NEW YORK • Scholastic Publishing said on Sunday that it would stop distribution of a children's picture book about George Washington and his enslaved household cook amid an outcry over its visual depiction of the former president's slaves as happy, smiling workers.
The company had previously defended the book, A Birthday Cake For George Washington (above), from critics who said it presented young readers with an offensively sanitised version of the institution of slavery.
Scholastic Publishing reversed its position on Sunday.
"We do not believe this title meets the standards of appropriate presentation of information to younger children, despite the positive intentions and beliefs of the author, editor and illustrator," it said in a statement. The book is written by Ramin Ganeshram.
While defending the team that produced the book, the publisher said that without more historical background, "the book may give a false impression of the reality of the lives of slaves and, therefore, should be withdrawn".
The plot of the book focuses on Hercules, an enslaved cook in the home of George Washington, and his daughter Delia as they bake the president a birthday cake.
Earlier this month, Ms Andrea Davis Pinkney, executive editor of Scholastic Trade Publishing, defended the book in a blog post as a complex portrayal of American slavery that approached the topic with "the utmost care".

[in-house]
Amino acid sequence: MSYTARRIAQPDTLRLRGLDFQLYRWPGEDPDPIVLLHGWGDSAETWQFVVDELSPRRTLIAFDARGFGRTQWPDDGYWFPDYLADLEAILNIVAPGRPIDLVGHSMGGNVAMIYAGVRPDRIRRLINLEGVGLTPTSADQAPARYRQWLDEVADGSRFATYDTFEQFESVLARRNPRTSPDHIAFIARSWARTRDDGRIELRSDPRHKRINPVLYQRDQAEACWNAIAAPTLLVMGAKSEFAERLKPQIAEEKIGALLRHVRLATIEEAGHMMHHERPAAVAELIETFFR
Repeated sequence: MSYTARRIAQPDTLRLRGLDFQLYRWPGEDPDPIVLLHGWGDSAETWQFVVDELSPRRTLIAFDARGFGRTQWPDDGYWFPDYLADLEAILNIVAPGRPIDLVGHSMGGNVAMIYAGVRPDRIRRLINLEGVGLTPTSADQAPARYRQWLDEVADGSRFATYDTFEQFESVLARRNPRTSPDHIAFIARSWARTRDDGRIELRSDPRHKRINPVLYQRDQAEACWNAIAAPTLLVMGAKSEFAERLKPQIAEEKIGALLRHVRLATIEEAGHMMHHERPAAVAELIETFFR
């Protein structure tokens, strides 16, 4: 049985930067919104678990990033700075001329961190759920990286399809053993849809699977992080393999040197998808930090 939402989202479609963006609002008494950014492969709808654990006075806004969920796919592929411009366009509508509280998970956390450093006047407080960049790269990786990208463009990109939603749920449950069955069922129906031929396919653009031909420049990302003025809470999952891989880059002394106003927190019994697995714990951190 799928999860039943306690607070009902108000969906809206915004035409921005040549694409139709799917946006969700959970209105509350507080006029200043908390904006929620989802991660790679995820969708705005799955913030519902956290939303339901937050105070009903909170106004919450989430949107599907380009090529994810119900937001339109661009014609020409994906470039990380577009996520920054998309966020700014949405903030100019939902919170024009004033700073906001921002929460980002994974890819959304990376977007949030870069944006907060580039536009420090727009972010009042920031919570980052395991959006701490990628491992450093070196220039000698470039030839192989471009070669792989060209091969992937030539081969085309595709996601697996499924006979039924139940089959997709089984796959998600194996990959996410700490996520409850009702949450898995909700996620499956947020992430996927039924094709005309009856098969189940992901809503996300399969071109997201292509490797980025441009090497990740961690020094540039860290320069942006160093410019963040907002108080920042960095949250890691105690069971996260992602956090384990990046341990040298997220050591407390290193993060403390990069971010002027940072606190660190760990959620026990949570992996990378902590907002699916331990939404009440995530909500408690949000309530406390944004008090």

She also wrote that Washington "admired" Hercules and that the cook lived a life of "near freedom" because of the president's fondness for him.
Hercules and the other kitchen slaves reciprocated those warm feelings, she said, and "took great pride in their ability to cook for a man of such stature".
That pride in their position in the president's kitchen was why the book illustrator, Vanessa Brantley- Newton, chose to depict the slaves "as happy people", Ms Pinkney wrote.
"They were not happy about being enslaved, but there was joy in what they created through their intelligence and culinary talent," she said.
She added that some historians consider Hercules to have been "the first celebrity chef in America".
However, critics were not at all impressed by those explanations.
The backlash against the book led to an avalanche of one-star reviews on Amazon as well as a Change.org petition calling for its removal from the stores. NEW YORK TIMES